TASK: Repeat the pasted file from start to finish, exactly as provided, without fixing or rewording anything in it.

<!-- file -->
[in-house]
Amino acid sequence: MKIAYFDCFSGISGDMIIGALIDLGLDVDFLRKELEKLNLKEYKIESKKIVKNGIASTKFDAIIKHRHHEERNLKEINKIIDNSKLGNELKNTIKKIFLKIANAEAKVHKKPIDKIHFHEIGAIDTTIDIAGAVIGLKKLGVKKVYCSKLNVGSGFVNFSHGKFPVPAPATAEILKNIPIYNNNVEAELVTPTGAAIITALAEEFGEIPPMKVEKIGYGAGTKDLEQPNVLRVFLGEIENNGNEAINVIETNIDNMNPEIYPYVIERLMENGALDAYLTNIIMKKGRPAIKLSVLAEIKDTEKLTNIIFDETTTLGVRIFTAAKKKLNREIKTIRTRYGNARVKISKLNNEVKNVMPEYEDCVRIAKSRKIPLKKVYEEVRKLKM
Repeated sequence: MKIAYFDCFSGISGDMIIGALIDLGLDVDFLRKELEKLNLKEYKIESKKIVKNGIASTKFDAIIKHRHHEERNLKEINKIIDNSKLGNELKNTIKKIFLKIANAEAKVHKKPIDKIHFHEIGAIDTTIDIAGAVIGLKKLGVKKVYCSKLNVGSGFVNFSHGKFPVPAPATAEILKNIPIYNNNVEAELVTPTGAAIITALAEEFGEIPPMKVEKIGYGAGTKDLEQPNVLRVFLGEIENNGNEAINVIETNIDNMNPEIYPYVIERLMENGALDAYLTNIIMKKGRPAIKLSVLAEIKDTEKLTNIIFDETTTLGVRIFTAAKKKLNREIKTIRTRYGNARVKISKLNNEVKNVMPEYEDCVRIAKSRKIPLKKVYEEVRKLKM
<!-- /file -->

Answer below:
[in-house]
Amino acid sequence: MKIAYFDCFSGISGDMIIGALIDLGLDVDFLRKELEKLNLKEYKIESKKIVKNGIASTKFDAIIKHRHHEERNLKEINKIIDNSKLGNELKNTIKKIFLKIANAEAKVHKKPIDKIHFHEIGAIDTTIDIAGAVIGLKKLGVKKVYCSKLNVGSGFVNFSHGKFPVPAPATAEILKNIPIYNNNVEAELVTPTGAAIITALAEEFGEIPPMKVEKIGYGAGTKDLEQPNVLRVFLGEIENNGNEAINVIETNIDNMNPEIYPYVIERLMENGALDAYLTNIIMKKGRPAIKLSVLAEIKDTEKLTNIIFDETTTLGVRIFTAAKKKLNREIKTIRTRYGNARVKISKLNNEVKNVMPEYEDCVRIAKSRKIPLKKVYEEVRKLKM
Repeated sequence: MKIAYFDCFSGISGDMIIGALIDLGLDVDFLRKELEKLNLKEYKIESKKIVKNGIASTKFDAIIKHRHHEERNLKEINKIIDNSKLGNELKNTIKKIFLKIANAEAKVHKKPIDKIHFHEIGAIDTTIDIAGAVIGLKKLGVKKVYCSKLNVGSGFVNFSHGKFPVPAPATAEILKNIPIYNNNVEAELVTPTGAAIITALAEEFGEIPPMKVEKIGYGAGTKDLEQPNVLRVFLGEIENNGNEAINVIETNIDNMNPEIYPYVIERLMENGALDAYLTNIIMKKGRPAIKLSVLAEIKDTEKLTNIIFDETTTLGVRIFTAAKKKLNREIKTIRTRYGNARVKISKLNNEVKNVMPEYEDCVRIAKSRKIPLKKVYEEVRKLKM